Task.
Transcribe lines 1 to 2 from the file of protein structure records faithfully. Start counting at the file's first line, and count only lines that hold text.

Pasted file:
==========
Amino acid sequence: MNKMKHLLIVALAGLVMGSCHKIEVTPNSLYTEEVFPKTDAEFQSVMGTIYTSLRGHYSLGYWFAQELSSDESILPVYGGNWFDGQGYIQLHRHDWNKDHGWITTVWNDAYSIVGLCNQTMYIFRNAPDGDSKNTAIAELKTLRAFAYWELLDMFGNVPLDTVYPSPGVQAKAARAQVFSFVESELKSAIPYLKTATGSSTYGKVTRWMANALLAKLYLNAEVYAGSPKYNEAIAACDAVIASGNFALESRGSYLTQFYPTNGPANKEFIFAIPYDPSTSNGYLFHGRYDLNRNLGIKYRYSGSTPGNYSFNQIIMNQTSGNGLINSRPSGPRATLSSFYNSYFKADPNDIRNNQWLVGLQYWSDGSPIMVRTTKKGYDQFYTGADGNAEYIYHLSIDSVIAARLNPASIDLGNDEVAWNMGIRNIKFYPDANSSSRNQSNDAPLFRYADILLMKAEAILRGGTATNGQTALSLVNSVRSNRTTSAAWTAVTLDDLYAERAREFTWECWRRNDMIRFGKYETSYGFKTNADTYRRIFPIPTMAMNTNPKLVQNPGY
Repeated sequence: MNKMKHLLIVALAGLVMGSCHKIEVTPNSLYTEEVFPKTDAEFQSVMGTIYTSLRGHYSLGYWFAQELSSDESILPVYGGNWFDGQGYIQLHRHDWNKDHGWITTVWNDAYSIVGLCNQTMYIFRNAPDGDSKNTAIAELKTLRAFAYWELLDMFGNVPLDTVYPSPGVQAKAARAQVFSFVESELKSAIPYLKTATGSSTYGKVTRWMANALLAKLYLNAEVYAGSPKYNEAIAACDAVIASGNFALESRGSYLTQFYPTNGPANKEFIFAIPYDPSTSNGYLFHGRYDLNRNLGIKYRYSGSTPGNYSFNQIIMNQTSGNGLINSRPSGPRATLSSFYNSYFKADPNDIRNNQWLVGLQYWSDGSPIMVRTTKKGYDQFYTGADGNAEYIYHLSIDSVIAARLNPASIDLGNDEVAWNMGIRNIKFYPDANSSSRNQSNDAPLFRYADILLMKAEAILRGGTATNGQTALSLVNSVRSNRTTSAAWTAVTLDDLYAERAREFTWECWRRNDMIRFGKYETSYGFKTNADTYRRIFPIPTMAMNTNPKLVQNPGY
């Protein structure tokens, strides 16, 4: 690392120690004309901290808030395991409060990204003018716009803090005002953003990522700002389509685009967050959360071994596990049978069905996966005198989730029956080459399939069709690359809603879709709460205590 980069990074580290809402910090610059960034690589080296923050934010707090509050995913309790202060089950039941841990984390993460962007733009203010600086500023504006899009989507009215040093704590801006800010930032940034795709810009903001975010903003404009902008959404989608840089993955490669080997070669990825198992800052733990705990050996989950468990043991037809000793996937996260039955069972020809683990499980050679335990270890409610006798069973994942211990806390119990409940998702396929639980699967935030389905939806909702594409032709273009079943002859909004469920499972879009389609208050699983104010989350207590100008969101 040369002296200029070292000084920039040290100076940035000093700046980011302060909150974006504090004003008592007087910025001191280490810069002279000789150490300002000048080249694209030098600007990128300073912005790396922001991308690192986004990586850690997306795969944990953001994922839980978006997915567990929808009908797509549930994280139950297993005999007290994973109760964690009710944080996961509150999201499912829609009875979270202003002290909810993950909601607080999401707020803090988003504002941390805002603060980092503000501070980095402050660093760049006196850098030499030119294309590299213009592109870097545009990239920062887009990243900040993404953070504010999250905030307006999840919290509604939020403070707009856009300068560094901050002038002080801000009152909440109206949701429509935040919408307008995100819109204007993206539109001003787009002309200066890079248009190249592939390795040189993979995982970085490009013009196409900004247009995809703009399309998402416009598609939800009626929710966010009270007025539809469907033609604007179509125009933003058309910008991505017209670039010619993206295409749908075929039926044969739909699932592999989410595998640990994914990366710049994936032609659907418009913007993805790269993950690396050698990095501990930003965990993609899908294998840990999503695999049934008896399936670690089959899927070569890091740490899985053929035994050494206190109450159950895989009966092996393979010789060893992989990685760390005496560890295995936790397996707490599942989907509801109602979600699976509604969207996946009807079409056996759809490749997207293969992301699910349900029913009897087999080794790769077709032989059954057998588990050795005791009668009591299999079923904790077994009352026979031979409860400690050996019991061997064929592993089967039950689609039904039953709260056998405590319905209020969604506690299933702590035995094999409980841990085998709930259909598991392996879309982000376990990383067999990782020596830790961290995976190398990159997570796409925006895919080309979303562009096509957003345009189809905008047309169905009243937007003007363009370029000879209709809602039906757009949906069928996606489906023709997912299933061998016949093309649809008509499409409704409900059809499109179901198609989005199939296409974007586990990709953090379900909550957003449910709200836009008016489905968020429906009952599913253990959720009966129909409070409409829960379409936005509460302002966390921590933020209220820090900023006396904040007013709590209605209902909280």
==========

Amino acid sequence: MNKMKHLLIVALAGLVMGSCHKIEVTPNSLYTEEVFPKTDAEFQSVMGTIYTSLRGHYSLGYWFAQELSSDESILPVYGGNWFDGQGYIQLHRHDWNKDHGWITTVWNDAYSIVGLCNQTMYIFRNAPDGDSKNTAIAELKTLRAFAYWELLDMFGNVPLDTVYPSPGVQAKAARAQVFSFVESELKSAIPYLKTATGSSTYGKVTRWMANALLAKLYLNAEVYAGSPKYNEAIAACDAVIASGNFALESRGSYLTQFYPTNGPANKEFIFAIPYDPSTSNGYLFHGRYDLNRNLGIKYRYSGSTPGNYSFNQIIMNQTSGNGLINSRPSGPRATLSSFYNSYFKADPNDIRNNQWLVGLQYWSDGSPIMVRTTKKGYDQFYTGADGNAEYIYHLSIDSVIAARLNPASIDLGNDEVAWNMGIRNIKFYPDANSSSRNQSNDAPLFRYADILLMKAEAILRGGTATNGQTALSLVNSVRSNRTTSAAWTAVTLDDLYAERAREFTWECWRRNDMIRFGKYETSYGFKTNADTYRRIFPIPTMAMNTNPKLVQNPGY
Repeated sequence: MNKMKHLLIVALAGLVMGSCHKIEVTPNSLYTEEVFPKTDAEFQSVMGTIYTSLRGHYSLGYWFAQELSSDESILPVYGGNWFDGQGYIQLHRHDWNKDHGWITTVWNDAYSIVGLCNQTMYIFRNAPDGDSKNTAIAELKTLRAFAYWELLDMFGNVPLDTVYPSPGVQAKAARAQVFSFVESELKSAIPYLKTATGSSTYGKVTRWMANALLAKLYLNAEVYAGSPKYNEAIAACDAVIASGNFALESRGSYLTQFYPTNGPANKEFIFAIPYDPSTSNGYLFHGRYDLNRNLGIKYRYSGSTPGNYSFNQIIMNQTSGNGLINSRPSGPRATLSSFYNSYFKADPNDIRNNQWLVGLQYWSDGSPIMVRTTKKGYDQFYTGADGNAEYIYHLSIDSVIAARLNPASIDLGNDEVAWNMGIRNIKFYPDANSSSRNQSNDAPLFRYADILLMKAEAILRGGTATNGQTALSLVNSVRSNRTTSAAWTAVTLDDLYAERAREFTWECWRRNDMIRFGKYETSYGFKTNADTYRRIFPIPTMAMNTNPKLVQNPGY